The Avenue of the Giants off Highway 101 in Humboldt State Park is a ride not to miss if you can. These tall, gnarly trees look beautiful from every angle whether standing or lying on the forest floor, roots on display to the world in a fantastic twisty show of earth, ferns and organic matter. The road trails through the most stunning forest of redwoods you are ever likely to see along the side of the Eel River. You will see open alluvial plains and meadows but it still a road so there is the hum of traffic .
Rockefeller Forest is the largest remaining old growth redwood forest in the world which is less than 17,000 acres with one of my top runs of my trip along the Bull Creek Flats South trail straight from the Albee Campground about a 11 mile round trip through a mesmerizing landscape of chunky trees that will hopefully outlive all of us. The bumpy, narrow Mattole Road leading to the campground follows the flat through five miles of old growth and is one of the world’s best redwood drives. The largest trees in the park are found here; of the world’s ten tallest trees, three are on Bull Creek Flats, although their exact location is a secret.
Not only so you get to see some of the tallest in the world but you are also very close to the “Lost Coast”.
The Lost Coast was one of few areas along the California coast that the highways people thought they ought to leave alone and not build a road through it, subsequently it is a wild piece of coastline with a few access roads and lots of hiking trials. The most famous is the Lost Coast Coastal Trail which is about 64 miles with camping and water along the way. Unfortunately the amount of wild fires in the area made this a less than desirable hike for us! You don’t have to hike all of this and can break it down into smaller hikes of course. There are also mountain biking trails which are due to be ready by autumn 2008 too.
How to get there
This is 45 miles south of Eureka and 20 miles north of Garberville off of Highway 101.
Where to Stay
We loved No.33 in Albee Campground. This campground is much more remote than the others in the park and has tonnes of trails straight from the campground. This site looks out across a meadow which has a little apple orchard in it – a favourite of the local black bears in late season.
For a place that has alot of songs about it Albuquerque is not much to shout home about. The town is a bit of a sprawl and I was unimpressed by the historic old town which was a handful of streets selling all that damn turquoise jewelry and bad clothes. However, the sunsets were pretty amazing and the full hook-up High Desert RV park we parked up at was cheap at $18 a night and backed onto desert scrub which made for some great sandy jogging. So after a minimal sampling of the town’s delights we hot the road to go and see the much more dramatic and beautiful Sante Fe.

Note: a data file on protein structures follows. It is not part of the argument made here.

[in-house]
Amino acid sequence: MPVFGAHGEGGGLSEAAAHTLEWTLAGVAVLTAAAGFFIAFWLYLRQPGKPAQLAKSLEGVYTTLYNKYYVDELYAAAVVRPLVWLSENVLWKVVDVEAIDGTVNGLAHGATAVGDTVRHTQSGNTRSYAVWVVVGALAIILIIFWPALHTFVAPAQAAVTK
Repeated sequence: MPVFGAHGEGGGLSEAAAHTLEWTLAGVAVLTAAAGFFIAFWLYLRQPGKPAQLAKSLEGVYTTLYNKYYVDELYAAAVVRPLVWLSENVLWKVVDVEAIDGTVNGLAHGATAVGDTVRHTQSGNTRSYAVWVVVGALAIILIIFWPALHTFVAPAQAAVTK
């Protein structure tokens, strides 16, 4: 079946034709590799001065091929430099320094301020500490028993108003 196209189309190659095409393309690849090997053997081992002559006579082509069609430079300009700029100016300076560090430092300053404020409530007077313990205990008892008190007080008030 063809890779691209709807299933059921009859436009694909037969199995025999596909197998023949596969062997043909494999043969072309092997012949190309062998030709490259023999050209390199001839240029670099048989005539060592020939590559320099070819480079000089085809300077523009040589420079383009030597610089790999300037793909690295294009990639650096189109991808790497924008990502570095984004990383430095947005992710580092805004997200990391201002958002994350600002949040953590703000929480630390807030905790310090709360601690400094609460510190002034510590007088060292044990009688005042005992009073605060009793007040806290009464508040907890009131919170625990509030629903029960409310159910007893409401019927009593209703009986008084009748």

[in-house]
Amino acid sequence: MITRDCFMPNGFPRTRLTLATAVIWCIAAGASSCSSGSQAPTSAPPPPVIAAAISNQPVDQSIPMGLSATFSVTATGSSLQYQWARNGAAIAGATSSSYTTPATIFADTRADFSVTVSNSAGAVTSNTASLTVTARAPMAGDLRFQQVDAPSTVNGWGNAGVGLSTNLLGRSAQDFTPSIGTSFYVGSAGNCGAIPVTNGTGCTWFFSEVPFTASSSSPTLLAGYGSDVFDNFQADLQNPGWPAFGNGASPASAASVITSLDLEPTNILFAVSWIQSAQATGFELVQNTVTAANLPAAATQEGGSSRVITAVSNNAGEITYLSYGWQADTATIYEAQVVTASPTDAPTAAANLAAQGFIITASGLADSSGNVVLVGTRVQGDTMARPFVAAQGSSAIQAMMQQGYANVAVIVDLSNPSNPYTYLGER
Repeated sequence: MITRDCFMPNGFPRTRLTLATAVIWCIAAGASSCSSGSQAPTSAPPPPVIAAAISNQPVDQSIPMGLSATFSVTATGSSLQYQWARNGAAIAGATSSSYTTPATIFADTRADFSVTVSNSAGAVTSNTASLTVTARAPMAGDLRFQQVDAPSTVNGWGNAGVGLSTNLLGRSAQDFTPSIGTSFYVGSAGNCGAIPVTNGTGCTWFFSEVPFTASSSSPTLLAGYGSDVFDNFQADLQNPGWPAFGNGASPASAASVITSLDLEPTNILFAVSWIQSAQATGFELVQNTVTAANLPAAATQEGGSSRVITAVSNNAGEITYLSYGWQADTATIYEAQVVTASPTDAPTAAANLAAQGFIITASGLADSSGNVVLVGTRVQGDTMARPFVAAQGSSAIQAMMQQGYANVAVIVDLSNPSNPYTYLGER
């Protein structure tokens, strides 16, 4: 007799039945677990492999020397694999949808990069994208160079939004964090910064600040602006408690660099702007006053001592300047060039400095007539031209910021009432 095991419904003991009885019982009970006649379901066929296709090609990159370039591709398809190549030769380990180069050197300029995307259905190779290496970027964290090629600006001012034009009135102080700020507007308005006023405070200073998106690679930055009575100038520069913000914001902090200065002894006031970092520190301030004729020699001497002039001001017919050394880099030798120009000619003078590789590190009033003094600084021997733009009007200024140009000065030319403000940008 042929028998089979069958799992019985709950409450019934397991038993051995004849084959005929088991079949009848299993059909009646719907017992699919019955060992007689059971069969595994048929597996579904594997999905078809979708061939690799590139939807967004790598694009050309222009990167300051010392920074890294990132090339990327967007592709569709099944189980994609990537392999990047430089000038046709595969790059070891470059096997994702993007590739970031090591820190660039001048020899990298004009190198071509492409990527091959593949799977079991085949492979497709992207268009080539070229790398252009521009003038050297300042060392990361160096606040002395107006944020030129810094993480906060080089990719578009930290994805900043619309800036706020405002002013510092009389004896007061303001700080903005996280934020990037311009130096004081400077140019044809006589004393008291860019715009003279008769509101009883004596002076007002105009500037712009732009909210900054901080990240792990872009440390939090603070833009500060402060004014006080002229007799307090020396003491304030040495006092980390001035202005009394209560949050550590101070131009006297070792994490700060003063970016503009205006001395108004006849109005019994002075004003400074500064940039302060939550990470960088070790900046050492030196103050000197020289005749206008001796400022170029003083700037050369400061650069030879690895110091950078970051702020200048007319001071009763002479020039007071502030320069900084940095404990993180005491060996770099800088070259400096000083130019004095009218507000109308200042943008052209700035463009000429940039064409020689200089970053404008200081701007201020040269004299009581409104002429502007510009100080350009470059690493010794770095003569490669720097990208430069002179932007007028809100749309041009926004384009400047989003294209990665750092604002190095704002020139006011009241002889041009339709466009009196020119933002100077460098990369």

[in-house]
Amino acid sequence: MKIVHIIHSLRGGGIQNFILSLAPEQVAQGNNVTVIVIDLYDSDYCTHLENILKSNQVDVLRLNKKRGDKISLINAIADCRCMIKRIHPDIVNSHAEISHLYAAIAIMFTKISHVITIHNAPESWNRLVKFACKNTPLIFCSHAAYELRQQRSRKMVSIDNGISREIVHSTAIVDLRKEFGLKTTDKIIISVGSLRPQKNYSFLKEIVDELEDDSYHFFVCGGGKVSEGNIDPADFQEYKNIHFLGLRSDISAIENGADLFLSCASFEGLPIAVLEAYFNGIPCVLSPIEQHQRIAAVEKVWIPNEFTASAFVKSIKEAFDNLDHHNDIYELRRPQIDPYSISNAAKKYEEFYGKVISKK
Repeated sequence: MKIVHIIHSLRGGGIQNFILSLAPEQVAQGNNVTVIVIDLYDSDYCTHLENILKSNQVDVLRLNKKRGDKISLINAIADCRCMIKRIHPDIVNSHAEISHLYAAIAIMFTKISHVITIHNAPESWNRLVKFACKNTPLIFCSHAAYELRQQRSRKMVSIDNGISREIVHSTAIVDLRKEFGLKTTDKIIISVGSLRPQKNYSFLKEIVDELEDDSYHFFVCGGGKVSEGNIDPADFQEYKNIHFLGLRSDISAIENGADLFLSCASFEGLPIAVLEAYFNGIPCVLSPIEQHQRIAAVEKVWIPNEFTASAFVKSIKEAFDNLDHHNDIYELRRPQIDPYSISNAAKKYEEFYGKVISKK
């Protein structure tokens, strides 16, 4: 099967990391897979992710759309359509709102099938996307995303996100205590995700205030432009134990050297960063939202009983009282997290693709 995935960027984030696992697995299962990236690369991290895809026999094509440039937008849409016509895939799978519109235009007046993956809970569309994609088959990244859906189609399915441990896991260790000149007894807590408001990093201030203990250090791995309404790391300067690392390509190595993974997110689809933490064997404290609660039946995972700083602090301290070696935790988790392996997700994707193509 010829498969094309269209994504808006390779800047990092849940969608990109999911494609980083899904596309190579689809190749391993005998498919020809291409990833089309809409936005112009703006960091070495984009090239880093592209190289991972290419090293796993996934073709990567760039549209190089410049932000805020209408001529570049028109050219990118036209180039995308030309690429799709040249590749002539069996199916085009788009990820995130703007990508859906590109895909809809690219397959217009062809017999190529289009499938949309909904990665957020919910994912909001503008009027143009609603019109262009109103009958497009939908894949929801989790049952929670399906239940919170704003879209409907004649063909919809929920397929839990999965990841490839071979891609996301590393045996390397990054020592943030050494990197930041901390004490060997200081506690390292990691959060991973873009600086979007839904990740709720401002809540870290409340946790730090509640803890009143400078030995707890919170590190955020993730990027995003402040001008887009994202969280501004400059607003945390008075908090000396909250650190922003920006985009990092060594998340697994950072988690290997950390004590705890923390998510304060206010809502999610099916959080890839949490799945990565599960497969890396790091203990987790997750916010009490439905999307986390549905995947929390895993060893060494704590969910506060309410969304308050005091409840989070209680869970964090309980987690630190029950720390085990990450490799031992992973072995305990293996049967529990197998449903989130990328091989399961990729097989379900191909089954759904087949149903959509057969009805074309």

Sante Fe, nestled in the foothills of the Sangre Christie mountains seems to have everything, a stunning landscape, access to great hiking, biking and ski trails and endless sunny days. This is a city that looks like no other due to the zoning codes of 1958 that rules that all new structures are based on the pueblo style adobe structures which are essentially mud and straw. So the center of the city and the structures up into the mountains are for the most part beautiful organic, natural structures that just sit in the landscape beautifully. This is a green city with tree lined streets and a beautiful European style feel to it where people hangout having coffee, go to the museums and check out the endless art galleries lining the streets. We happened upon the Lisa Kristine Gallery with some of the most evocative photo’s I have ever seen of indigenous people from all over the world in dramatic landscapes and settings. Sante Fe still has it’s sprawl and speaking to one of the locals it seems that those that live in the zoned area boast about never ever going down to Cerrillos Road which is the pure americiana with mall after faceless mall. But having spent a week there I found it to be one of the few places in the US that I think I could live. We camped up in the pine forested mountains in Black Canyon Campground which is only 8 miles up the mountain from the plaza. It was a treat to be out of the RV parks and into the forest campgrounds where you have space to breathe, watch the light sparkle through the pine, make campfires and be a little closer to the wildlife. The campground is situated really close to the trails, in fact there is a great 1 mile loop out the back of the campground that served as a great jogging trail (if you did a few loops). The Chamisa trail which is a 5 mile round trip was a real treat too for either hiking, biking or jogging but unfortunately for us some cold weather weather came in for a few days. There is so much to do around Sante Fe, with Bandelier National Monument only an hour away if you want to see some pre-historic cliff dwellings that are some of the oldest remains found in the US today.
I can see why the iconic Georgia O’Keefe adopted New Mexico as her home and painted the landscapes, the bleached bones and the hearts of flowers for many years out at Ghost Ranch just north of Sante Fe. New Mexico with it’s history, the colour and shape of the land, the trees, the flowers, the light and the big starry nights do start to take a hold of you. And from the words of Georgia herself…
“It is not a country of light on things. It is a country of things in light.”
How to get there
You can fly to Albuquerque and hire a car to drive an hour north on the I-25
Where to Stay
We stayed at Black Canyon Campground however there is a bunch of camping and accommodation options to chose from from boondocking in Walmart to these campgrounds http://wow.gosantafe.com/campgrounds/